Archaeological Pro- ject has now completed its fourth season of archaeological work in the coastal region of thevillage of Pyla. Our goal has been to documentthe extensive array of cultural material in the areaand to ascertain the place of the site in both localand interregional social,economic,and politicalnetworks through time. Pyla-
is par-ticularly significant because it is one of a handfulof “mid-sized sites”—larger than a rural villageyet smaller than a
centre— to receive syste-matic investigation in Cyprus.
It has recentlybeen argued that such mid-sized sites formed animportant part of the skeleton of ancient Mediter-ranean connectivity.
By investigating the mate-rial signature of such a site,our goal has been toestablish the economic,political,and culturalcharacter of the places which formed vital linksin inter- and intra-regional Mediterranean-widetrade networks.The site of Pyla-
is located about10km. to the east of the centre of Larnaka,at thewestern fringe of the Dekeleia Cantonment.Maria Hadjicosti conducted excavations at
over two short campaigns in the 1990s,bringing to light parts of an Early Christian basi-lica.
In 2004 and 2005,we conducted an inten-sive pedestrian survey of the area,fulfilling a callby John Leonard,among others,for a systematicinvestigation of this substantial coastal site.
Aswe have described in some detail elsewhere,
wesurveyed the highest density area of the site usinga 40
40m. grid system in which we sampled20% of the surface area for density and collectedunique sherds using a recording system known asthe Chronotype system. In order to identify thesite’s borders,we also laid a number of largersurvey units over a broader area of low artefactdensities. We contextualized our artefact densi-ties through the comprehensive geological inves-tigation of the area,including subsurfaceprospecting. And we conducted experiments to
Archaeological Project:Second Preliminary Report (2005-2006 Seasons)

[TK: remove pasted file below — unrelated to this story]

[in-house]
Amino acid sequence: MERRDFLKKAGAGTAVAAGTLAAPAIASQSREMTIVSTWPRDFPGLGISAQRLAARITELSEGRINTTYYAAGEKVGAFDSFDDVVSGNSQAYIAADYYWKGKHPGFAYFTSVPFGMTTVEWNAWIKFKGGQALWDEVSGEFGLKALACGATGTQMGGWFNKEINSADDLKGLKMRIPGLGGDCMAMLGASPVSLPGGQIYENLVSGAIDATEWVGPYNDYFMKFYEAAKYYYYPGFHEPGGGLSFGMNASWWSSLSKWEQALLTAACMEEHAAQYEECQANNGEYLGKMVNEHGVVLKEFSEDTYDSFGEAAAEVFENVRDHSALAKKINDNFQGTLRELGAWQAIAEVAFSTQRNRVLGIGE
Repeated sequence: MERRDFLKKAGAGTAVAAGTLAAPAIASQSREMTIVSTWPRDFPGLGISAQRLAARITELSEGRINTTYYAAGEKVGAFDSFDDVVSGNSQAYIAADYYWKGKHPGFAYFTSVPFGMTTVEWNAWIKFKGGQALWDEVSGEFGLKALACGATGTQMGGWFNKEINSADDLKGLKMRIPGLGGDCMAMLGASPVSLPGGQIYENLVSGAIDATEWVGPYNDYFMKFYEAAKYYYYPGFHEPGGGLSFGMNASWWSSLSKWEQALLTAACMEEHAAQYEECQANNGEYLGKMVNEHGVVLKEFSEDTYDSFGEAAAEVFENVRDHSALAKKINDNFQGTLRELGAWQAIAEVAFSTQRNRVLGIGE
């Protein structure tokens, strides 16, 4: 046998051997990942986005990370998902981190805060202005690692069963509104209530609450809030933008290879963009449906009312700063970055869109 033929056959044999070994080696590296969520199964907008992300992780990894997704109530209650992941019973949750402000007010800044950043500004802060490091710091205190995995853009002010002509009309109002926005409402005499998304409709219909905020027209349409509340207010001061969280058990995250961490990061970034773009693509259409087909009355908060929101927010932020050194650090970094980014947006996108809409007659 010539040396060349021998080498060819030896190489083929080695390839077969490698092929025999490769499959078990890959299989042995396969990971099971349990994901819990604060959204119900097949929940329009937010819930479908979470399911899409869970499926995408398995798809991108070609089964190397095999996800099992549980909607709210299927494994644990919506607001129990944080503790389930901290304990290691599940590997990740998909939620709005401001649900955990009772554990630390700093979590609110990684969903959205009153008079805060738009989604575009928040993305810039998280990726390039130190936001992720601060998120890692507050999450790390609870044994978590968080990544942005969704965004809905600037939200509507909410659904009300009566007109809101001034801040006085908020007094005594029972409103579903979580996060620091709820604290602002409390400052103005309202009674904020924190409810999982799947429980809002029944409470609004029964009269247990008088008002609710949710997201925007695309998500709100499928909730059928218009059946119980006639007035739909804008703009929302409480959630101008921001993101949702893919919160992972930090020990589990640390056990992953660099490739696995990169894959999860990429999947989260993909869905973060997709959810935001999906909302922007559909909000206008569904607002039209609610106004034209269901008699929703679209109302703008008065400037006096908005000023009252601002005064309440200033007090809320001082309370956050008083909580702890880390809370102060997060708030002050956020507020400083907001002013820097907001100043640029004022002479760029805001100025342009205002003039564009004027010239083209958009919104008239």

William R. Caraher,R. Scott Moore, Jay S. Noller and David K. Pettegrew
Archaeological Project thanks Direc-tor Dr Pavlos Flourentzos,Director of the Department of Antiquities,for the generous permission to work in the area,and deeply appreciates the cooperation of Dr Maria Hadji-costi,Dr Tom Davis at CAARI,and Mr Marinos Avraam andhis staff at the Larnaka District Archaeological Museum. Wehave received funding and technical support from the KressFoundation,INSTAP,ASOR,Indiana University of Pennsyl-vania,The University of North Dakota,The Ohio State Uni-versity Excavations at Isthmia,Greece,and several privatedonors. An earlier version of this article was given at the 24
Annual CAARI Archaeological Workshop,June 2006 (cf.W.R. Caraher,R.S. Moore and D.K. Pettegrew,“The Pyla-
Archaeological Project:A Third PreliminaryReport,”paper delivered at the 24
Annual CAARI Archaeo-logical Workshop,Nicosia,Cyprus,June 2006).1.The best known mid-sized site on Cyprus is Pegeia-
. Cf. C. Bakirtzis,“The Role of Cyprus in the Grain Sup-ply of Constantinople in the Early Christian Period”in V.Karageorghis and D. Michaelides (eds),
Proceedings of the International Symposium,Cyprus and the Sea
(Nicosia1995),247-53; J. Leonard,
Roman Cyprus:Harbors,Hinter-lands,and Hidden Powers
(Unpublished Ph.D. Dissertation,State University of New York at Buffalo) (2005),614-18.2.P. Horden and N. Purcell,
The Corrupting Sea
(Oxford 2000).3.S. Hadjisavvas,
Annual Report of the Department of Antiqui-ties,Cyprus
,“Chronique desfouilles et découvertes archéologiques à Chypre en 1999,”
124 (2000),693.4.J. Leonard 2005,431.5.For a discussion of our methods,cf. W. Caraher,R.S. Moore,J.S. Noller and D.K. Pettegrew,“The Pyla-
Archaeological Project:First Preliminary Report (2003-2004Seasons)”in